The Cougar 92 may have had just such a scenario as a low oil pressure problem which made the crew decide to turn back to the nearest suitable landing area. The 92 may have then provided more serious symptoms resulting in the Mayday call and the crews decision to ditch in the ocean. Unfortunately the MGB did not allow enough time for the crew to perform a controlled ditching.

I certainly don't claim to know what happend to that crew and what indications they had in the cockpit.

I've seen or heard nothing that would point any blame at the pilots.

Even with CVRs, FDRs, HUMS, eye witness accounts etc... nothing is accurate to what the crew experienced in real-time on that flight.

Hopefully, the investigators will publish information and the manufacturers will redesign parts in time that will prevent this from ever happening again.

Last edited by bb in ca; 18th Mar 2009 at 03:59.
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Old 18th Mar 2009, 03:07
  #147 (permalink)  
 
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Thanks for the info, I also was in absolutle no way blaming the pilots....I have the utmost respect for the cougar team. There is alot of skepticism here now in yyt involving the S-92 and rightfully so. Hears to hoping somthing positive comes from the FDR in which Sikorsky can make a mod to this design for the future. Lets face it ditching off the East Coast of NL would be extremely dangerous on a bright summer day...
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Old 18th Mar 2009, 04:11
  #148 (permalink)  
 
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How does one retrieve the FDR/CVR from an aircraft sitting on the bottom of the Atlantic in 150 metres of water? Are those things not bolted onto some sturdy panel inside the fuselage structure? Did they do it with sub remotes? If divers, what kind of equipment?
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Old 18th Mar 2009, 07:30
  #149 (permalink)  
 
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The depth of 600 ft [approx] is well within the capacity of Saturation Divers using a Mixed Gas System, most likely Hydreliox or similar.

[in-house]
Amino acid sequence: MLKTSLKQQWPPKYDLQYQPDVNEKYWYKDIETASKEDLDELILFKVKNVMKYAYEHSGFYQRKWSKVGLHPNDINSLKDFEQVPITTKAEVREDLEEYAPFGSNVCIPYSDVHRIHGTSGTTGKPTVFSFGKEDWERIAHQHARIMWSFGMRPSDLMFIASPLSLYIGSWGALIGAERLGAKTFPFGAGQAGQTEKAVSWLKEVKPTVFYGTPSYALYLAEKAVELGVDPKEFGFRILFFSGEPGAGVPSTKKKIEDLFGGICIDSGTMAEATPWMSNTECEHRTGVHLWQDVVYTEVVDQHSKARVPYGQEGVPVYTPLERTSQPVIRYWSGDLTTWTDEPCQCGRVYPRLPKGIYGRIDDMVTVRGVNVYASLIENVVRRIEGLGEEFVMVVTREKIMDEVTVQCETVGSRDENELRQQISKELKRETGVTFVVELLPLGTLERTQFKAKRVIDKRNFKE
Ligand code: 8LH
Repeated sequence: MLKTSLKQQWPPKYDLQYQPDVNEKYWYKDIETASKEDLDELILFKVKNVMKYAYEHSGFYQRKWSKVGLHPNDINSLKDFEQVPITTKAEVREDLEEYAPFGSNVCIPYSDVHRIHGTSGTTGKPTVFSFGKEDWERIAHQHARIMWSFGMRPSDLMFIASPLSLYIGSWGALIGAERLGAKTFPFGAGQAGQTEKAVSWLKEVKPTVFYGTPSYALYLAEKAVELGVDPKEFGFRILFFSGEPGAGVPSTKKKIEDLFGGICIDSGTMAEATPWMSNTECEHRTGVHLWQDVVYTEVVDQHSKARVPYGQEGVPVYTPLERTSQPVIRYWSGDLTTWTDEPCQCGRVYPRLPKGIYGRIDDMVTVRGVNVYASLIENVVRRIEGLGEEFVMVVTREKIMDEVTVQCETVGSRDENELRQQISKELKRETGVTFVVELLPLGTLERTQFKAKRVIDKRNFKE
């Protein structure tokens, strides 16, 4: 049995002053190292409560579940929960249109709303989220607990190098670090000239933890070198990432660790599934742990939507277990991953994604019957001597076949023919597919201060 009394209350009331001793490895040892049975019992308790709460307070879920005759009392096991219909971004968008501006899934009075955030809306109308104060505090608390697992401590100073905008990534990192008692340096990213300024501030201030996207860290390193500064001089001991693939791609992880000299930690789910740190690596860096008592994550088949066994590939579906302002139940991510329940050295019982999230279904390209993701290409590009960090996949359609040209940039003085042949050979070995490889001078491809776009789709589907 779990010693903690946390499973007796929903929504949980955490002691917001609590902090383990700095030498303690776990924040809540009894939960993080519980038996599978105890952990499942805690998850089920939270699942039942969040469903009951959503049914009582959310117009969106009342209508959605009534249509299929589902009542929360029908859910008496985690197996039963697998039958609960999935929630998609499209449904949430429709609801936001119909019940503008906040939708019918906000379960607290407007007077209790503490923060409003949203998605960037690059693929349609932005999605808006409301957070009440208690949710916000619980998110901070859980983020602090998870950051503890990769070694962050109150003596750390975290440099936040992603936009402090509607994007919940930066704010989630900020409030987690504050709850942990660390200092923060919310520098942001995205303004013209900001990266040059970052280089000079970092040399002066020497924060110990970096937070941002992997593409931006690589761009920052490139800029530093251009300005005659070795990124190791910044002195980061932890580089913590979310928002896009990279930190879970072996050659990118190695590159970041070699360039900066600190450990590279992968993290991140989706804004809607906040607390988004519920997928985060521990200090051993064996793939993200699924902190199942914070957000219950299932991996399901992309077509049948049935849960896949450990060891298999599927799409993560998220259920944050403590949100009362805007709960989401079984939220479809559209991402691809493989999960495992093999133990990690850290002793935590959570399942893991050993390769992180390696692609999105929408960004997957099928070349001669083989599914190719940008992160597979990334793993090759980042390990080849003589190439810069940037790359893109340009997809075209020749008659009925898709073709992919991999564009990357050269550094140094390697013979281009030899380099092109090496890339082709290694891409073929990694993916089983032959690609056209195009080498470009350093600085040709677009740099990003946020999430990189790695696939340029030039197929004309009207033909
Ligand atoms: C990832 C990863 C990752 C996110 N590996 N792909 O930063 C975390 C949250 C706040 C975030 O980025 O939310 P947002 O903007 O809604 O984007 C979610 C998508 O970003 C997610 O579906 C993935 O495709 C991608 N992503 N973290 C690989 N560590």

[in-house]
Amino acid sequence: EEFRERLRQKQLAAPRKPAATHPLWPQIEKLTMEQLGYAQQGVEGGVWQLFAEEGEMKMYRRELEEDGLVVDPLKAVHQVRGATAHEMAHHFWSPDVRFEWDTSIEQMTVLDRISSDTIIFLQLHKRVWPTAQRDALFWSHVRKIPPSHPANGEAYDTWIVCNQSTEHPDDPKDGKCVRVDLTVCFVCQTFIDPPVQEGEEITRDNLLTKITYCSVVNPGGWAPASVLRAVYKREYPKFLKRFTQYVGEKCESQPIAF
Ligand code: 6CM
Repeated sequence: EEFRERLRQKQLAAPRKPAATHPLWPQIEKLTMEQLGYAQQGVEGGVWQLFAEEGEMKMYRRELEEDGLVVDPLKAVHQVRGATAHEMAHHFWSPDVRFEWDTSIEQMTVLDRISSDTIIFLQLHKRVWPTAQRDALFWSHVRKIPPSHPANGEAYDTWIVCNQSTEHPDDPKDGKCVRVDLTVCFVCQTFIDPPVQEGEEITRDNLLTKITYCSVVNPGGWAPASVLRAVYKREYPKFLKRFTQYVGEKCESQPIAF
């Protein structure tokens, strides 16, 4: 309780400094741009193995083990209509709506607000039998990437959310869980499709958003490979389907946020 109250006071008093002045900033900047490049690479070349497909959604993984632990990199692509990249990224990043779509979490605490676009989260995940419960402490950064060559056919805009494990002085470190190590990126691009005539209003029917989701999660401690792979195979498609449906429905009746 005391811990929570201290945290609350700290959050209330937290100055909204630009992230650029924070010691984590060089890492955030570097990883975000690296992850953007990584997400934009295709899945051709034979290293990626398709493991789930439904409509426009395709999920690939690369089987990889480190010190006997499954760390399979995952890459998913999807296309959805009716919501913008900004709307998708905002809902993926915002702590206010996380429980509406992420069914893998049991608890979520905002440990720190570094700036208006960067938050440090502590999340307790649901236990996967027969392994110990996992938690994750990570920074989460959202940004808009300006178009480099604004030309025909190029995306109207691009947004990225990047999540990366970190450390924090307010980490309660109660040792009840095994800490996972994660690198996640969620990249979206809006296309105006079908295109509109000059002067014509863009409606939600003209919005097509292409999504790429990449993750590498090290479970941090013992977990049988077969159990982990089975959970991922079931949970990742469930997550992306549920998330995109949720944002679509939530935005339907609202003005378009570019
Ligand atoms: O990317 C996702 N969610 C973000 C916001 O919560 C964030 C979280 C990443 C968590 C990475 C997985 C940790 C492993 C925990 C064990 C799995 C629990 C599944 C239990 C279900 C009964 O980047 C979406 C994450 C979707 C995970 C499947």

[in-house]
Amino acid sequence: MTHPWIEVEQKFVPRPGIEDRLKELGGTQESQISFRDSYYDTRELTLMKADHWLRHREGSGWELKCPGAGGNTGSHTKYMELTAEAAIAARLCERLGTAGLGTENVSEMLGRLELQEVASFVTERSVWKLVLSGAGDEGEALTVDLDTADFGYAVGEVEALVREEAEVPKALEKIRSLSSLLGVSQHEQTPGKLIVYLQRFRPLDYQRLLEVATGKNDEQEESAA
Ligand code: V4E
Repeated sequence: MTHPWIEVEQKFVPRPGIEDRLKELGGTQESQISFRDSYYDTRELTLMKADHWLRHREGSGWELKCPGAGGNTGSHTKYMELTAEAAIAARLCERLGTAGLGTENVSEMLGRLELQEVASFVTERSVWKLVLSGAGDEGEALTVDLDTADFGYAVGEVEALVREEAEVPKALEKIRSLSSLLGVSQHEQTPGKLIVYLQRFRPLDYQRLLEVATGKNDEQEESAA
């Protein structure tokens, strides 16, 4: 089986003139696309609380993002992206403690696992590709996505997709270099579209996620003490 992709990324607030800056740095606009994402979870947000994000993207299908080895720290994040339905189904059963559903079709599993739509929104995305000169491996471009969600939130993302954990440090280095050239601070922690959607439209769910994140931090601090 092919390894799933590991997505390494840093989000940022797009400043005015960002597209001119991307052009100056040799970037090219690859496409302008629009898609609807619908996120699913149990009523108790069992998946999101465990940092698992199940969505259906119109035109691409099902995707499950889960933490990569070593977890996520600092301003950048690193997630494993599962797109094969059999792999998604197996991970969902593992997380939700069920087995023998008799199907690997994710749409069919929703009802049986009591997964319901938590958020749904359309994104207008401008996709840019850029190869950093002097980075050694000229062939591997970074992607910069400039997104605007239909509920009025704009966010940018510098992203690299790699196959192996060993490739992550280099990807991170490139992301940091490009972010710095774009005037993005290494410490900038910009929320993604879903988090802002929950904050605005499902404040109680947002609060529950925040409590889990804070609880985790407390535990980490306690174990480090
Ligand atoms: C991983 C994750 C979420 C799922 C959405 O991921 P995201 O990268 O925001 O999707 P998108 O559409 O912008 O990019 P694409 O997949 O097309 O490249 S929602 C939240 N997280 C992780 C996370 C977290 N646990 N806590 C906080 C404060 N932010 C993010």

Various ROVís maybe able to undertake some work, however as the FDR/CVR devices may have required leverage, cutting or other manipulation to free them, itís more likely that Sat Divers were used.

Saturation Divers would also make the relocation of the badly damaged airframe onto/into the retrieval framework more easy, together with the more sensitive handling of our colleagues and passengers.

Just my private view.
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Old 18th Mar 2009, 09:14
  #150 (permalink)  
 
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I'm not sure but isn't the FDR/CVR in the tail section? If so, wasn't it stated the tail was separated from the fuselage on the sea bed? Maybe they retireved the tail section?

Possible? As I say, I have absolutely no knowledge of a '92 except to know that it's bloody huge compared to what I fly!
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Old 18th Mar 2009, 10:31
  #151 (permalink)  
 
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Chris,

I am wondering as an airliner pilot, we see cockpit indications all the time and all pending on the warning we proceed. Obviously heli's are completely different but I am wondering, according to the threads on here with the indication of a gearbox problem being land Immediatley. Is that really what everyone on here would have done? I mean I am just thinking if that were me with that problem I think I would have pressed on as well
Forgive me if I have misunderstood your question, and please understand I am in no way referring to this particular dreadful accident, but trying to compare actions in an airliner to actions in a helicopter are like chalk and cheese.

If you suffer a serious malfunction overwater in an airliner that requires you to get it on the ground asap I have no doubt your training is to look to the nearest suitable divert. A landing in the water is generally accepted by the large fixed wing world as one with a low suvivability chance.....hudson river exempt! If you suffer a similar problem in a heli, particularly one that is designed and regularly operated overwater and so is fitted with floats etc and possibly even passengers dressed in survival suits then a controlled water landing even in high sea states may well lead to a more survivable situation than trying to continue flight to reach land only to suffer some catastrophic failure and the water landing being anything but controlled. The flexibiliy of a heli not requiring runways means that generally land immediately emergencies mean just that.